The “Ricardian effect”: to be taken with caution!


By David Ben Dahan and Eric Heyer

Is the deterioration in the public finances influencing households’ consumption behaviour? A recent INSEE study tries to answer this with an econometric estimate of the determinants of the savings rates using yearly data from 1971 to 2011. Based on the results of the study, the authors attribute recent changes in the French households’ rate of consumption to fiscal policy and the state of the public finances. Their model thus concludes that there is a significant “Ricardian” effect: having noted the worsening state of the public finances during the crisis, households are anticipating future tax hikes, leading them to up their savings during the recent period. Note that this effect is only temporary: the results of the INSEE’s econometrics indicate that while this has reined in consumer spending in the short term, the effect will fade quickly and disappear in the long term. Households are therefore “Ricardian” … but only in the short term!

This oxymoron may be due to the fact that the standard determinants of consumption, i.e. inflation, interest rates and the unemployment rate, do not have any effect over the period studied by the INSEE. Hence for the INSEE, French households are forming rational short-term expectations, but without building up any “precautionary savings” against the risks associated with a deterioration in the labour market. However, in a recession, since a deterioration in the public finances goes hand in hand with a consequent rise in unemployment, the “Ricardian effect” and “precautionary savings” are in competition, making it difficult to distinguish them (Figure 1).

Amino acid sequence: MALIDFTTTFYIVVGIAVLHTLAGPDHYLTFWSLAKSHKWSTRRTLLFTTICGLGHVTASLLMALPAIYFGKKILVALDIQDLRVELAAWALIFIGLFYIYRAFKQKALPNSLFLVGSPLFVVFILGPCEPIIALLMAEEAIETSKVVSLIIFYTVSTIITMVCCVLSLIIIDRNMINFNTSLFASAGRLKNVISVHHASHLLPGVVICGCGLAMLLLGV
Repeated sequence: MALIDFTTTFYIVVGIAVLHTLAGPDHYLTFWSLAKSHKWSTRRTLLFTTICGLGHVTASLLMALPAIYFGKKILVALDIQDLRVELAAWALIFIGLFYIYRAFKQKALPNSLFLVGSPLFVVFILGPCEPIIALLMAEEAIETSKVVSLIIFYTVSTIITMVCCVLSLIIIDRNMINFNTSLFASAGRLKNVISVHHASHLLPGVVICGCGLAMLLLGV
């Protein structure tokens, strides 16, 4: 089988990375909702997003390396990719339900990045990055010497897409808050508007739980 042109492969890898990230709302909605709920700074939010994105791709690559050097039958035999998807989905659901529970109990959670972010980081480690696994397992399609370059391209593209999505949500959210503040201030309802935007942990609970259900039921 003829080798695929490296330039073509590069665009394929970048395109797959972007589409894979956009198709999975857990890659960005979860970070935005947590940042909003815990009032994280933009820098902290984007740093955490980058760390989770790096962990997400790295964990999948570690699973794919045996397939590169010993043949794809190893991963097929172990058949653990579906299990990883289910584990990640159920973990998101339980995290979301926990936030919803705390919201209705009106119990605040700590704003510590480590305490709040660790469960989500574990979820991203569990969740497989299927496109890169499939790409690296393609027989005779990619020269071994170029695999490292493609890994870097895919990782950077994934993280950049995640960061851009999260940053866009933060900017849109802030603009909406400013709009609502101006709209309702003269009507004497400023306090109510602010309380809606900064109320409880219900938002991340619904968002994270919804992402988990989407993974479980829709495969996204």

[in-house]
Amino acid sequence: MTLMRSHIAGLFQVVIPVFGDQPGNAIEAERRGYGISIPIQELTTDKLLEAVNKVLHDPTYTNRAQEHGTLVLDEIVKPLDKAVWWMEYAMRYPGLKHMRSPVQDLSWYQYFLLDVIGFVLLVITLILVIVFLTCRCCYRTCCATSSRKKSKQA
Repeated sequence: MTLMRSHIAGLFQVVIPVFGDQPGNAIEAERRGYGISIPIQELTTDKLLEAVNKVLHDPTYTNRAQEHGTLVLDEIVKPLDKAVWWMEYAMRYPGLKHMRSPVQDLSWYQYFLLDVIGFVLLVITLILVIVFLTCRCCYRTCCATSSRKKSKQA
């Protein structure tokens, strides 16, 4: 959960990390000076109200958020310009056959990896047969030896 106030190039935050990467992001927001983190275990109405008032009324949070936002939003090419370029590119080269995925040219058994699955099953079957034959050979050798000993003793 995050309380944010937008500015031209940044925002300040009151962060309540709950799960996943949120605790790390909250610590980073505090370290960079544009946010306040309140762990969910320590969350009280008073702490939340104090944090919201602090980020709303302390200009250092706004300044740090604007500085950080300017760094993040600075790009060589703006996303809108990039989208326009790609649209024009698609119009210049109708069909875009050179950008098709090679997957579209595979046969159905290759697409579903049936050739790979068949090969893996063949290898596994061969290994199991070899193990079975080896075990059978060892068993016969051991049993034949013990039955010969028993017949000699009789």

It should be noted in this regard that the stability of the parameters estimated by the INSEE is not guaranteed over the period 1970-2011: the non-significance of the unemployment rate is resolved once the estimation period begins later, after 1975, and this variable becomes highly significant from 1978. This is why we have reproduced the INSEE’s analysis by starting the estimate in 1978. The results from modelling the rate of household consumption using an error correction model (ECM), based on three different specifications presented in Table 1, can be summarized as follows:

  1. As with the INSEE’s results, there is no significant “Ricardian effect” in the long term over the period 1978-2011. In the short term, this effect is marginally significant (at 10% in equation 1);
  2. When we integrate the unemployment rate into the analysis, the effect is significant in the short and long term (equations 2 and 3);
  3. When placed in parallel with precautionary savings, the “Ricardian effect” loses its short-term explanatory power (equation 2).



Our estimates show that the increase in the deficits is not leading to a reduction in consumption and that the increase in the savings rate observed between 2008 and 2011 can be explained by “precautionary savings” due to the dramatic worsening in the job market.

This result also confirms the analysis made in other OFCE studies concerning the importance of the multipliers during economic downturns.